LC represents the intermolecular interactions, and the Gibbs energy is calculated from data on the size of the molecules, the surface area of the molecules, the dipole interaction coefficient, and so on using the UNIQUAC model. The UNIQUAC model has the characteristic feature that accurate calculation is possible with consideration given to the temperature dependence, the size of the molecules in the solution, and so on.

  • 3) Ionic interaction term (II)

II represents the ion-ion and ion-molecule interactions, and the Gibbs energy is calculated with consideration given to the dipole action of the ions.

Using the above Gibbs energies, the activity coefficient for each of the reactive species is calculated from the following formula, and hence the physical properties are calculated thermodynamically.

ln γ k = n k ( G ex RT ) T , P , n j , j k

In addition, with MSE, with regard to the electrical conductivity, consideration is given to hydronium ions (H3O+) in the proton migration rate. H+ exists as H3O+ in an aqueous solution. A proton in a hydronium ion can migrate through a tunneling effect to the negative side of the dipole of an adjacent water molecule, and hence has higher mobility than other ions. With MSE, because consideration is given to hydronium ions, the proton migration rate is given accurately.

Using the above physical property analysis software (MSE), the pressure is calculated from the composition of the solution, and the fluid concentration is calculated from the pressure. Specifically, graphs of calculated values for the relationship between the concentration (amount) of bisulfide dissolved in ammonia water and the pressure are shown in FIG. 1 (30 wt % NH4HS) and FIG. 2 (45 wt % NH4HS). The buildup pressure changes with the concentration of the dissolved bisulfide as in FIGS. 1 and 2. For 45 wt % NH4HS as in FIG. 2, the molecular weight pressure corresponding to approximately 54 g of bisulfide being dissolved is approximately 44 atm according to theory. If the actual measured value is below this pressure, then this means that the amount of bisulfide dissolved is lower (i.e. the NH4HS concentration is lower).

Values actually measured using test solutions as described below have been plotted in FIGS. 1 and 2; the actual measured values agree well with the calculated values.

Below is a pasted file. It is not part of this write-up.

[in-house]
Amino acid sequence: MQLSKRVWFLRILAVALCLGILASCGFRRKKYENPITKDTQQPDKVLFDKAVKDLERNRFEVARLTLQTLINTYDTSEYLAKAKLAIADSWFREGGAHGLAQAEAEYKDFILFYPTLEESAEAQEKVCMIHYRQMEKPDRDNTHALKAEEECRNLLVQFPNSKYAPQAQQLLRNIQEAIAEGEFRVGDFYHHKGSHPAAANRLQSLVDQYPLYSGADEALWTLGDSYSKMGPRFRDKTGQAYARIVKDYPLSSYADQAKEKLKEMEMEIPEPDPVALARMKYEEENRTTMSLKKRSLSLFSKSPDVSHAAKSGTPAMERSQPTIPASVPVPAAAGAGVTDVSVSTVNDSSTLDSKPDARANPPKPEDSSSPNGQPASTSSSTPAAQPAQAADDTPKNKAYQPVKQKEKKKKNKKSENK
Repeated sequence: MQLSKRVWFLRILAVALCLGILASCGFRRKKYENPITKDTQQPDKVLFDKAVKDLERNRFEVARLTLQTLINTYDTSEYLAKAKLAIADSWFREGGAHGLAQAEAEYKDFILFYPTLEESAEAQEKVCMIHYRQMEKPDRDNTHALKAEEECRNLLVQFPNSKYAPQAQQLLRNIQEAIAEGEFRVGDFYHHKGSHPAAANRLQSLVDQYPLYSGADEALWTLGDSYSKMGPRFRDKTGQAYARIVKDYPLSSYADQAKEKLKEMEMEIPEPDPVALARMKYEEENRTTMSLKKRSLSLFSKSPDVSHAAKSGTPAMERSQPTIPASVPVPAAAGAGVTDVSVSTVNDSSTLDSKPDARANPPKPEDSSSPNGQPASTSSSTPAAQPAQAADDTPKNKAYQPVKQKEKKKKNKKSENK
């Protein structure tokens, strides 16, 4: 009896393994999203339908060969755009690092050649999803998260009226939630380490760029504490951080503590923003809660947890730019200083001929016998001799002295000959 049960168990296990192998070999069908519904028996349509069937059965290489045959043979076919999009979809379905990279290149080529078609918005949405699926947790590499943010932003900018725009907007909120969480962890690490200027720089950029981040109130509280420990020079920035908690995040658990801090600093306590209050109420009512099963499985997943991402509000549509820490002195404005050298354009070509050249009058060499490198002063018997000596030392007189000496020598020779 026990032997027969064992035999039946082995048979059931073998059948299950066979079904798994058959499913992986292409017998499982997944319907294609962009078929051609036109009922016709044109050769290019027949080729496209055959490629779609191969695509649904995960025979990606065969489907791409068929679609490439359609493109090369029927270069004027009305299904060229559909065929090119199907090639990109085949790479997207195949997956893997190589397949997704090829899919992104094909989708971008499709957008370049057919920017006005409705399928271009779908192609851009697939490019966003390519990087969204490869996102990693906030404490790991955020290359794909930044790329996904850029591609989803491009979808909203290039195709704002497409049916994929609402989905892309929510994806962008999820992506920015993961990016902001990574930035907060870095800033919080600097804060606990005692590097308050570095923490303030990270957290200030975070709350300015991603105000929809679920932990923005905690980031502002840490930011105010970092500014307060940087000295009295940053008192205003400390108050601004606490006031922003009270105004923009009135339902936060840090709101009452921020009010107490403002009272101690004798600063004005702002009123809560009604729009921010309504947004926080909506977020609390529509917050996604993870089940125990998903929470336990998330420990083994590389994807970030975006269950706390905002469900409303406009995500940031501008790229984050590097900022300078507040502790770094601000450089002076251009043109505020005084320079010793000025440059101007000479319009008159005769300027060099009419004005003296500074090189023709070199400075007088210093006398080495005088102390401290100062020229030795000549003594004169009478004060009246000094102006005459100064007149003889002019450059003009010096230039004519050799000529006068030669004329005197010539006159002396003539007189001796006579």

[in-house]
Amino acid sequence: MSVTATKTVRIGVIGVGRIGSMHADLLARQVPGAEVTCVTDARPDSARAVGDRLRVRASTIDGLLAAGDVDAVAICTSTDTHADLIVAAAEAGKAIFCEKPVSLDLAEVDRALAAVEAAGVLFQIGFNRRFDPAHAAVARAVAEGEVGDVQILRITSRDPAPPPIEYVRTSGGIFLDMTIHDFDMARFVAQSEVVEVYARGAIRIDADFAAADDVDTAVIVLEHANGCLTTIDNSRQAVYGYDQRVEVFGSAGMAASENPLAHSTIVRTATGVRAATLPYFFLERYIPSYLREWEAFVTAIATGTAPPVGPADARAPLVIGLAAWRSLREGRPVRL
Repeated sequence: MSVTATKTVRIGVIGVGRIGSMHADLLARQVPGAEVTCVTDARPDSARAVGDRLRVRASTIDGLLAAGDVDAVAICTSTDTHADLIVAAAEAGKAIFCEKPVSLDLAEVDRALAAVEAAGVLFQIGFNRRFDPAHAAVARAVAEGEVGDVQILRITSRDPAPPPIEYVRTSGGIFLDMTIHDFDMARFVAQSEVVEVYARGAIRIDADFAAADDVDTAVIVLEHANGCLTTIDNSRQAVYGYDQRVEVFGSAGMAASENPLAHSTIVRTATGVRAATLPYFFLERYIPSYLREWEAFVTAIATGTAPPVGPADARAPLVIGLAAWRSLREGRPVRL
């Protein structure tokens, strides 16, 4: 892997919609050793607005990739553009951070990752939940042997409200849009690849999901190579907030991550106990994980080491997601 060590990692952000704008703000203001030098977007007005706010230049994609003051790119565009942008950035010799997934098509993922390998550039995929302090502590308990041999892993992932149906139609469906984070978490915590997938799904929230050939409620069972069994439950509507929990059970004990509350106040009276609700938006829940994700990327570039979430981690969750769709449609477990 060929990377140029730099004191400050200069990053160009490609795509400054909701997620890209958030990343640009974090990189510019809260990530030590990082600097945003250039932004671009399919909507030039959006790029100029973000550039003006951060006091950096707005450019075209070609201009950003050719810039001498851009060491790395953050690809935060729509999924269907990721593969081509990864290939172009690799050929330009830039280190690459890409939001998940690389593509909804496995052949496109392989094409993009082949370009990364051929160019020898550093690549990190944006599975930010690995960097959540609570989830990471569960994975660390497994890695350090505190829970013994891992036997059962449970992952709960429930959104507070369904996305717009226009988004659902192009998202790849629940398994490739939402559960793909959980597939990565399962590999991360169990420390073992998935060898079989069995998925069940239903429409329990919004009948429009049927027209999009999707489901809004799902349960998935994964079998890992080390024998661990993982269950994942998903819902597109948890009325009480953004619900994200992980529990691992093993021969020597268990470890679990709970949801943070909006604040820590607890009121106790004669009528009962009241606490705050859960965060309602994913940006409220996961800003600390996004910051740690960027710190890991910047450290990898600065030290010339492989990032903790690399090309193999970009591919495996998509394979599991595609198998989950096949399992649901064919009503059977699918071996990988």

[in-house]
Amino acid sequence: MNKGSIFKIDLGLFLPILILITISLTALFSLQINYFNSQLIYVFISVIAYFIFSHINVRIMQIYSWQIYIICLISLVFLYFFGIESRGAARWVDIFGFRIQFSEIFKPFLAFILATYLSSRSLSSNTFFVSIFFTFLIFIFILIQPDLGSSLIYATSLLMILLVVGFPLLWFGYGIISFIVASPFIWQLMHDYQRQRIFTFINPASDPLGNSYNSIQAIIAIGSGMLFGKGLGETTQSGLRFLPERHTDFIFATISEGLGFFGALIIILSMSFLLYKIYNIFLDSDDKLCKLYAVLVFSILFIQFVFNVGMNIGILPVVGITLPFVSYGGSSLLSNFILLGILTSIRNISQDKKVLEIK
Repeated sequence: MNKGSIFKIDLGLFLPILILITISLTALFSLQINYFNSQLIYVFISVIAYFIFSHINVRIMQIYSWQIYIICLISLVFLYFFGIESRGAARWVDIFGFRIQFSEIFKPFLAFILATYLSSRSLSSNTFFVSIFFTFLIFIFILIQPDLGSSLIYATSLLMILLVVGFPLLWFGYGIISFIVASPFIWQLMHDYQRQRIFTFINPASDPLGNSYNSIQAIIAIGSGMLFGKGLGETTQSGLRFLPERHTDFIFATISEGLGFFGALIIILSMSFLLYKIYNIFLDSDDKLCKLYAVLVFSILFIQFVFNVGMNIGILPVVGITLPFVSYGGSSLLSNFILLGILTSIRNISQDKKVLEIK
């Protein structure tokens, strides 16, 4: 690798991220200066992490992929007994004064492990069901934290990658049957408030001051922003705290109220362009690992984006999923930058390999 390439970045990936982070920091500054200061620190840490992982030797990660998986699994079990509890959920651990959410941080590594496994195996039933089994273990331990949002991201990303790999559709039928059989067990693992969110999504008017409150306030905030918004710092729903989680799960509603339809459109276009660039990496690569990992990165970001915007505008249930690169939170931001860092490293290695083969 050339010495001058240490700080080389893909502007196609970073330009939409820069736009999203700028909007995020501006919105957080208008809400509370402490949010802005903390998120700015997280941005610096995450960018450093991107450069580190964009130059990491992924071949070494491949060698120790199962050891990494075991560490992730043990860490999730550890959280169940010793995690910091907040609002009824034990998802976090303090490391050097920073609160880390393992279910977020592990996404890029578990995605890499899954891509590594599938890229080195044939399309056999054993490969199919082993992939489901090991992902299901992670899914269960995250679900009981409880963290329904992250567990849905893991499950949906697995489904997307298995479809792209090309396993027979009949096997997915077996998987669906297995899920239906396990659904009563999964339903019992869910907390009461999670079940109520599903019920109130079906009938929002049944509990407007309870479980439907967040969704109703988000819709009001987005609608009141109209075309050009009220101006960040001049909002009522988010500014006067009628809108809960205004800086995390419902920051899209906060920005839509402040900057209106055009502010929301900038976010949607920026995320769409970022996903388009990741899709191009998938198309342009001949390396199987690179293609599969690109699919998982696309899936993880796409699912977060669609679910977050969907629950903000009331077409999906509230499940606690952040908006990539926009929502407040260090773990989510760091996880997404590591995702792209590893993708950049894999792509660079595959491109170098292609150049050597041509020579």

Next, a description will be given of a procedure for preparing a wet ammonium bisulfide solution that is a test solution in the present invention.

(Procedure for Preparing Wet Ammonium Bisulfide Solution)

  • (1) A test solution preparing apparatus as shown in FIG. 3 (parts represented by reference numerals 1 to 8 in FIG. 3 are valves) was assembled in the draft in a gas corrosion test chamber, an Ar gas cylinder was connected instead of an H2S gas cylinder, and the gas tightness of the piping was checked at 0.98 MPa (10 kgf/cm2). After completion of the check, the Ar gas cylinder was changed over to the H2S gas cylinder, valve 2 was opened, valve 1 was closed, and Ar gas was passed through overnight using centralized piping, thus purging the inside of an autoclave test tank (made by Toshin Kogyo Co., Ltd.) and the piping with Ar gas. It was verified that the oxygen concentration had sufficiently dropped using an oxygen concentration meter (OX100 made by Yokogawa Electric Corporation) installed in an exhaust gas absorption tank. An enlarged drawing of the inside of the autoclave test tank is shown in FIG. 4.
  • (2) Valve 5 was opened, and 900 ml of 21.8% ammonia water to which 100 ppm of hydrazine had been added was injected into the autoclave test tank from an ammonia water injection tank using Ar gas from a flow meter.
  • (3) H2S gas was passed in, and the pressure inside the autoclave test tank was made to be 0.29 MPa (3 kgf/cm2). The valves of the autoclave test tank were closed, and changes in the internal pressure were observed. The internal pressure drops as the H2S is absorbed by the ammonia water.
    NH4OH+H2S→NH4HS (NH4HS+2H2O)
  • (4) Step (3) was repeated five times, and on the fifth time the pressure was held at 0.29 MPa (3 kgf/cm2) overnight.
  • (5) High-pressure H2S gas remaining in the piping was gradually released, and then the inside of the piping was exhausted using. Ar gas.
  • (6) The autoclave test tank was detached from the piping, and was set in an autoclave boiler next to the GCL, the autoclave test tank was covered with a hood, and a fan was used so as to form an apparatus for which local exhaustion was easy. The autoclave test tank was heated up to 90 C. over 1 hour, and the pressure inside the autoclave test tank was checked, thus ascertaining the ammonium bisulfide concentration, before carrying out an experiment.

The theoretical values (90 C.) were 44 atm for 45 wt % NH4HS, and 29 atm for 30 wt % NH4HS.

  • (7) After completion of the experiment, the autoclave test tank was cooled down to room temperature, and was then carried over to the GCL, and connected to a filling apparatus. The ammonia water injection tank was changed over to a sealable dispensing apparatus, and using the pressure inside the test tank, the test solution was gradually jetted out, and thus dispensed into 100 ml FURAN bottles and 500 ml polyethylene bottles in such a way as to not come into contact with the atmosphere (in the case that the internal pressure is insufficient, Ar gas is passed in from the exhaust side using a bypass).